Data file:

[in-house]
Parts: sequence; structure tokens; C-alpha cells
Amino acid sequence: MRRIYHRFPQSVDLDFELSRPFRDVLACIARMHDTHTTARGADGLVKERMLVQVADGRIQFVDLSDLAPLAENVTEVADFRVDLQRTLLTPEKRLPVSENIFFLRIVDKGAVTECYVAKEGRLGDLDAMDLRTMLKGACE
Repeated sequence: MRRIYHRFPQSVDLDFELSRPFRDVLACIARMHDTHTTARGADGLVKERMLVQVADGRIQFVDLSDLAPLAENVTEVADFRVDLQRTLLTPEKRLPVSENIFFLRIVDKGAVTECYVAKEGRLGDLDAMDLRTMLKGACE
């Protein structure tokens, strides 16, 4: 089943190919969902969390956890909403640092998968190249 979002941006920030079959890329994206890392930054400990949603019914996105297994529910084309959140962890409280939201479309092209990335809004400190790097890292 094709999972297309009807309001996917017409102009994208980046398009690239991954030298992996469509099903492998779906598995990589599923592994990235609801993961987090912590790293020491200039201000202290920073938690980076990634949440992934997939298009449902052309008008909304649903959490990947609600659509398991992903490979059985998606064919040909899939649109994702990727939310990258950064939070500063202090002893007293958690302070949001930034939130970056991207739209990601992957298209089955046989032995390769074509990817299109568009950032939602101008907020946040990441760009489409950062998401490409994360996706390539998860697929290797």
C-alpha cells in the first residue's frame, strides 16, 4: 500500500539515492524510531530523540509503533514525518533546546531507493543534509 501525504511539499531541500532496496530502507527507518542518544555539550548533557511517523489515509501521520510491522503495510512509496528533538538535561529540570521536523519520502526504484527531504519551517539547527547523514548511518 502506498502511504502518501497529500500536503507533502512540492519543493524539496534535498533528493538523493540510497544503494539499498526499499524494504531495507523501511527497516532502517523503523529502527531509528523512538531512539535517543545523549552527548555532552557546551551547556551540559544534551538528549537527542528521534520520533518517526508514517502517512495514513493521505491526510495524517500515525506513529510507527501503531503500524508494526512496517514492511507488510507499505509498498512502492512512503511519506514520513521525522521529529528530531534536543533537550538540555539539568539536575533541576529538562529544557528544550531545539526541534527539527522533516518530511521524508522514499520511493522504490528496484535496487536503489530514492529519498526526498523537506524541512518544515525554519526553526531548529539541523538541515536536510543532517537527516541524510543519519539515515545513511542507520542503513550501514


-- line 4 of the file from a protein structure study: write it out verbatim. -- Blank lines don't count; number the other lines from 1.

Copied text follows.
Repeated sequence: MRRIYHRFPQSVDLDFELSRPFRDVLACIARMHDTHTTARGADGLVKERMLVQVADGRIQFVDLSDLAPLAENVTEVADFRVDLQRTLLTPEKRLPVSENIFFLRIVDKGAVTECYVAKEGRLGDLDAMDLRTMLKGACE